This section is from the book "Chromatography; Or, A Treatise On Colours And Pigments, And Of Their Powers In Painting", by George Field. Also available from Amazon: Chromatography, or A Treatise on Colours and Pigments, and of Their Powers in Painting.
Newton having produced seven colours from a beam of light analytically, by prismatic refraction, and hat unable to resolve either of them into other colours by prat; them alternately through a second prism, concluded that the were seven primary colours.
Nevertheless, three of these, blue, red, and yellow, being separated from the others and properly compounded, reproduce colourless light, which again, by prismatic refraction, afford Newton's seven primaries, including green, orange, violet and indigo; and so on repeatedly.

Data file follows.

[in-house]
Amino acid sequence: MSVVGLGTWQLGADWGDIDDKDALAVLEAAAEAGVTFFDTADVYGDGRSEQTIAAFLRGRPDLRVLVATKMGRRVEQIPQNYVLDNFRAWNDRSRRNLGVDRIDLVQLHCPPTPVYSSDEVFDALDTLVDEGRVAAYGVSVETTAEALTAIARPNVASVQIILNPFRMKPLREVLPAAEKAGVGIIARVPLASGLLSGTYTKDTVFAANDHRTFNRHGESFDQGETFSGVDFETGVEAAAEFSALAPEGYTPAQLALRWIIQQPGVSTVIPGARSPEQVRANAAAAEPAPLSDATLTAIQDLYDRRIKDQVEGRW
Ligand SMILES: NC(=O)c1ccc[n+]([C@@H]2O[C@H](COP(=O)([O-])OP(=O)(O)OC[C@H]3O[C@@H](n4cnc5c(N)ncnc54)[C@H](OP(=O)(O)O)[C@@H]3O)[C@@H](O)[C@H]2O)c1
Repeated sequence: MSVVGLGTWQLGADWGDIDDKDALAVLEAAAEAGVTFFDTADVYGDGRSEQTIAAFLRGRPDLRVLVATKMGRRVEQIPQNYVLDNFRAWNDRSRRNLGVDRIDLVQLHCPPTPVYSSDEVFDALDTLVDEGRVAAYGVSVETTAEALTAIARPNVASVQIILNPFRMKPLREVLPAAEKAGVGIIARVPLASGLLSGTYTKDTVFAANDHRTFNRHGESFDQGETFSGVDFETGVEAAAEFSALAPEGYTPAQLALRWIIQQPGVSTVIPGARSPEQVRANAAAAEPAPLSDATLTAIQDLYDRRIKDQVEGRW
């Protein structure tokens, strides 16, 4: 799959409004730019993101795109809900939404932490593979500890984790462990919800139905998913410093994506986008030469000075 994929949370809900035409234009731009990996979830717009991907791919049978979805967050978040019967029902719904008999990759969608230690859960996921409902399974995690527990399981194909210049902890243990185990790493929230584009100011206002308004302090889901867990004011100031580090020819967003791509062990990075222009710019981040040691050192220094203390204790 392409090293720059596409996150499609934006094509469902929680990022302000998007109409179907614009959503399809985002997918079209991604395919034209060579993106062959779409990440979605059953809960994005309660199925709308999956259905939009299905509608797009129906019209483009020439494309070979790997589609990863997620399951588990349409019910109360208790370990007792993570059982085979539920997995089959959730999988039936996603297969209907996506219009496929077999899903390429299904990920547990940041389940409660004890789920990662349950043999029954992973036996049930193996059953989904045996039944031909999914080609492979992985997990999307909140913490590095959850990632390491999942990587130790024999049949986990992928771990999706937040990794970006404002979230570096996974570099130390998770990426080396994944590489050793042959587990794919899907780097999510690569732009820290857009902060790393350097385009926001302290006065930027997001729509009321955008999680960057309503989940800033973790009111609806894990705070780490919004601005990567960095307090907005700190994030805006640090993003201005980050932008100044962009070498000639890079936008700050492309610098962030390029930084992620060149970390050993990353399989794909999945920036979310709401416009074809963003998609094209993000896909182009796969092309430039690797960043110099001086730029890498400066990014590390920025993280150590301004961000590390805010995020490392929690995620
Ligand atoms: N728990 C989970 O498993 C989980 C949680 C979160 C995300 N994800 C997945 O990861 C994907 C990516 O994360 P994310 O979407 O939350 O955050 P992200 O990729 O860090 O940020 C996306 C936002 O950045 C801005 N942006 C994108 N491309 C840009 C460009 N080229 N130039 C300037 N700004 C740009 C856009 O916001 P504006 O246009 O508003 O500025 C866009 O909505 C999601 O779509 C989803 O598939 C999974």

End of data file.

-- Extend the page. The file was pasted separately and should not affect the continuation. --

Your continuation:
Another difficulty into which Newton's hvpothesis led,on the necessity of admitting two kinds of colours, which tit de-nominated homogeneal and heterogeneal; thus his prisesive green was homogeneal, but a green composed of blue and yellow he culled heterogeneal; yet, had he mixed his blue and yellow rays, his prism would have refracted without separating than. and thus the heterogeueal colour would have become homo-geneal; we shall not, however, continue an argument which will make artists smile and grave men frown; yet, neither false shame, nor respect for authority, however exalted, ought a any case, to suppress our regard for and vindication of truth In the present case, too, that great roan, Newton himself, admonishes us not to admit more causes of natural appearances than are both true and sufficient to explain then, agreeably by that more antient maxim, that nature does nothing in rata. and. therefore, would not have instituted seven primaries in a design which is perfectly accompli shed by three. But philosophies ore rediscovering the facts, and taking gradually the pestisites of the artist upon which the true relations and science of colours depend.